- Configure document and folder types that the user can search. Users do not choose from a giant list of types present in the repository. Instead, the administrator configures ‘tracks’ and sets up search on certain types based on each track. So, for example, a user in Accounting may search on Vendor folders and Invoice documents. A user in the Quality Documentation department may search on SOP and Work Instruction documents and not have access to search any folders. In either case, the interface flexes around the administrator’s configured types rather than the user needing to choose from a giant list.
- Configure the attributes that the user can search for each type. Similar to the types discussed above, the administrator chooses which attributes are available as well. This again prevents the user from selecting from a giant list and streamlines the overall process based on the user’s business function.
- Utilize “and” logic when searching on multiple attributes. From working with clients on search interfaces for over 20 years, we’ve found that the vast majority of users only need “and” searching. Instead of building a complex interface that allows for “and” as well as “or” searching, users are typically ok with simply executing multiple searches to “or” two attributes together. For the amount of searches that actually require “or” functionality, the trade-off of a drastically simplified interface is well worth it.
- Do not make the user choose the search operator, use sensible defaults. In Webtop, all searches default to “contains”, but the user can choose from 14 total options (equal, less than, greater than, is null, is not null, etc.). Instead, in OpenContent Search, the interface simply defaults to what the user would expect. An attribute that utilizes a picklist dropdown for values will default to an “equals” search. An attribute that allows the user to type in free text will default to a “contains” or “starts with” search based on configuration.
Search results concepts to highlight include:
- Search Results are displayed along side search criteria – contrasting with Webtop, OpenContent Search displays search results with the original criteria used to execute the search viewable on the same screen.
- Result View defaulted based on admin settings – the administrator set sup a sensible default for the columns that are returned in the search, what order the columns appear in, and which columns are visible vs. hidden. This is set up per document and folder type, rather than the Webtop which is limited only to the base Document and Folder types.
- Intuitive controls for customizing results – the user can simply drag and drop columns to change attribute order and can use checkboxes to choose which attributes should appear in the table. These settings are preserved per document/folder type for the individual user when running future searches.
- Quick Filtering – OpenContent Search provides for immediate filtering of search results without the system needing to re-execute the search against the server. Users can simply start typing in the quick filter textbox to filter on any value in the results table. Another option is to utilize admin-configured search facets, which can operate on attributes that are not necessarily visible in the results table.
A future blog post will explore viewing folders in each system, but we should touch on viewing documents from search results here. Some observations between Webtop and OpenContent Search:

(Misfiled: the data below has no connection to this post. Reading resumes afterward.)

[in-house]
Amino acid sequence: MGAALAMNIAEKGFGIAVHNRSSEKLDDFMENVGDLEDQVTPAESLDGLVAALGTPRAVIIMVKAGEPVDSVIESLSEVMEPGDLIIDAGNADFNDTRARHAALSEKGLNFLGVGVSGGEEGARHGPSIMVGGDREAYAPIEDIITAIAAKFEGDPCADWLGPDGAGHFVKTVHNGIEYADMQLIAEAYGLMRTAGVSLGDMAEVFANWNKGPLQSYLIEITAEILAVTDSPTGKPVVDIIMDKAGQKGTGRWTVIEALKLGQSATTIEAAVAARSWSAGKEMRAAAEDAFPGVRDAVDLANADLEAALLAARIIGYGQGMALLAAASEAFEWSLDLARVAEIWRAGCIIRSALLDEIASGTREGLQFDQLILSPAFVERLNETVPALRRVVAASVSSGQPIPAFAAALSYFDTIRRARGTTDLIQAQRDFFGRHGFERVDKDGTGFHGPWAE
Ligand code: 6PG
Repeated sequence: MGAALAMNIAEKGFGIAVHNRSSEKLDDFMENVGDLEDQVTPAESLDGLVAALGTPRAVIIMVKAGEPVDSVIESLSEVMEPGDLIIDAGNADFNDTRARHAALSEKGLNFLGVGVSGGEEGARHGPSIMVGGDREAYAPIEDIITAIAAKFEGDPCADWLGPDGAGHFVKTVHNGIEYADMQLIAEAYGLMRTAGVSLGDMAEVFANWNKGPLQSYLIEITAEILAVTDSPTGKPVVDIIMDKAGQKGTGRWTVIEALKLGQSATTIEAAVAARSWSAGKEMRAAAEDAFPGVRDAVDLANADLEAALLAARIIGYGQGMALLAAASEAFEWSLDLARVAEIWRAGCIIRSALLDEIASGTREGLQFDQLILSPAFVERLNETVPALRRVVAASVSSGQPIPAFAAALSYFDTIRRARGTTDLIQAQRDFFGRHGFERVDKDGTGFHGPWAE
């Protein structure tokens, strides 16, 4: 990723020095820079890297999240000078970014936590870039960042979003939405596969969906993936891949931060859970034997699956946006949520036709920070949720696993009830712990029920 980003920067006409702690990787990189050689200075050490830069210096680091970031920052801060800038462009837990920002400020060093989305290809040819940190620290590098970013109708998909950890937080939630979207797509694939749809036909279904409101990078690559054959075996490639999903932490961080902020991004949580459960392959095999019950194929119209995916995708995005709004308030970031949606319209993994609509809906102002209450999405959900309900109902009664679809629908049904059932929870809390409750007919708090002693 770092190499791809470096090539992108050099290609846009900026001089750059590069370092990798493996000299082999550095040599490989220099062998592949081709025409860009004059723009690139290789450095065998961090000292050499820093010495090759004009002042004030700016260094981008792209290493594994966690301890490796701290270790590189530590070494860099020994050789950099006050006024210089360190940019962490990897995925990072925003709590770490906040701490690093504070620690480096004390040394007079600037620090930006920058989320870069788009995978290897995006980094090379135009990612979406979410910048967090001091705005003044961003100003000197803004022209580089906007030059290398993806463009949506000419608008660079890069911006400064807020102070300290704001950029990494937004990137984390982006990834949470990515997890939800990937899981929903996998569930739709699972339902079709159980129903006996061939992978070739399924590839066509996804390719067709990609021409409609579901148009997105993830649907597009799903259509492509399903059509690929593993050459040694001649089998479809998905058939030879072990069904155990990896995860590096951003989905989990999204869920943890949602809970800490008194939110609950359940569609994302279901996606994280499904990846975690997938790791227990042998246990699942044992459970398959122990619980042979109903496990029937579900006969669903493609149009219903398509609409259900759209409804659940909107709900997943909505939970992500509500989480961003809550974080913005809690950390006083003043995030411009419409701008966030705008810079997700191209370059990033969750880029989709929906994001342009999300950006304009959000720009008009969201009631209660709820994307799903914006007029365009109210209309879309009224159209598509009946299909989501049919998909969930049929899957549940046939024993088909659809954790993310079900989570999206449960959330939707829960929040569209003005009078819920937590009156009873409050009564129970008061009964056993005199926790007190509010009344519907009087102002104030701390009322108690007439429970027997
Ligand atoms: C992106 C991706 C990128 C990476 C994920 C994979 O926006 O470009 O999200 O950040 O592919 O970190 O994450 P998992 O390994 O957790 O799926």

- PDF Rendition – Webtop streams the native document type (ex: MS Word) rather than the PDF rendition if one exists. We have found that, for most searches, users really want to quickly preview the contents in the browser (and maybe print), and do not want to wait to launch the native authoring application. OpenContent Search defaults to displaying the PDF directly in the browser if a PDF rendition exists.
- Separate Screen – both Webtop and OpenContent Search provide the ability to view content from the search results screen without taking the user away from their search results. Prior to version 6.8.2, Webtop requires a Java Applet. Webtop 6.8.2 relies on a browser extension and a native client based on Java. In either case, the document automatically downloads in its native format and the native client launches the document editor (ex: Word, Acrobat) to display the content. OpenContent Search launches the content in a new browser window, displaying PDF files (when available) in either OpenAnnotate or PDF.js. OpenAnnotate can display PDFs, images, as well as video content as well.
Given that Webtop has not been a target for investment over the years by EMC, then Dell, and then OpenText, it’s not surprising that not much has changed in the overall interface over the past 10 years. On the other hand, the OpenContent Management Suite is being continually updated by TSG’s community of clients. We feel for multiple reasons that our OpenContent Search interface is better to Webtop in many ways described including features, functionality and overall ease of use. Specifically:
- OpenContent Search is much easier to use an more intuitive for most search users
- OpenContent Search is configurable and can be tailored to exactly what users would expect
- OpenContent Search provides a better interface for users to sort and filter search results, as well as tailor the search criteria to re-execute a new search
Removing search user access from Webtop is typically one of the first recommendations we make to our clients to make Documentum better within the organization. Additionally, as discussed in the Documentum – Improving the Webtop Experience post, it is possible to run OpenContent Search along side your Webtop implementation. This option allows your users to continue using existing Webtop customizations that you may have in place while also providing for a more advanced, configurable search interface. Let us know your thoughts below.